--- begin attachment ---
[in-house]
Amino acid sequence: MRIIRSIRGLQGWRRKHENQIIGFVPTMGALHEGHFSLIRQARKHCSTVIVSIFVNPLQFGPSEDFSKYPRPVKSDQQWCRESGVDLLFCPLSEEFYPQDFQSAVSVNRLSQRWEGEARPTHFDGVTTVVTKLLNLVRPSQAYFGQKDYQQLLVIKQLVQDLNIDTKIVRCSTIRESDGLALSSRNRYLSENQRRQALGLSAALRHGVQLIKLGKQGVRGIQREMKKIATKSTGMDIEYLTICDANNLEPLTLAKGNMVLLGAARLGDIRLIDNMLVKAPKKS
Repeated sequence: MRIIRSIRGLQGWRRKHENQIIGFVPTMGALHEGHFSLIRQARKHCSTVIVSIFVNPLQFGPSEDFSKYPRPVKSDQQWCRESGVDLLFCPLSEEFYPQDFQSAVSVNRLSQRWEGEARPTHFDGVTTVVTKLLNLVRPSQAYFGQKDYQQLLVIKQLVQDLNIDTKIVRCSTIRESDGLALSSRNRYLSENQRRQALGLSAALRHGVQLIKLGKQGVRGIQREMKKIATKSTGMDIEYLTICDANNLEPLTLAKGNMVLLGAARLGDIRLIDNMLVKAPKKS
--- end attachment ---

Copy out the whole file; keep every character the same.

[in-house]
Amino acid sequence: MRIIRSIRGLQGWRRKHENQIIGFVPTMGALHEGHFSLIRQARKHCSTVIVSIFVNPLQFGPSEDFSKYPRPVKSDQQWCRESGVDLLFCPLSEEFYPQDFQSAVSVNRLSQRWEGEARPTHFDGVTTVVTKLLNLVRPSQAYFGQKDYQQLLVIKQLVQDLNIDTKIVRCSTIRESDGLALSSRNRYLSENQRRQALGLSAALRHGVQLIKLGKQGVRGIQREMKKIATKSTGMDIEYLTICDANNLEPLTLAKGNMVLLGAARLGDIRLIDNMLVKAPKKS
Repeated sequence: MRIIRSIRGLQGWRRKHENQIIGFVPTMGALHEGHFSLIRQARKHCSTVIVSIFVNPLQFGPSEDFSKYPRPVKSDQQWCRESGVDLLFCPLSEEFYPQDFQSAVSVNRLSQRWEGEARPTHFDGVTTVVTKLLNLVRPSQAYFGQKDYQQLLVIKQLVQDLNIDTKIVRCSTIRESDGLALSSRNRYLSENQRRQALGLSAALRHGVQLIKLGKQGVRGIQREMKKIATKSTGMDIEYLTICDANNLEPLTLAKGNMVLLGAARLGDIRLIDNMLVKAPKKS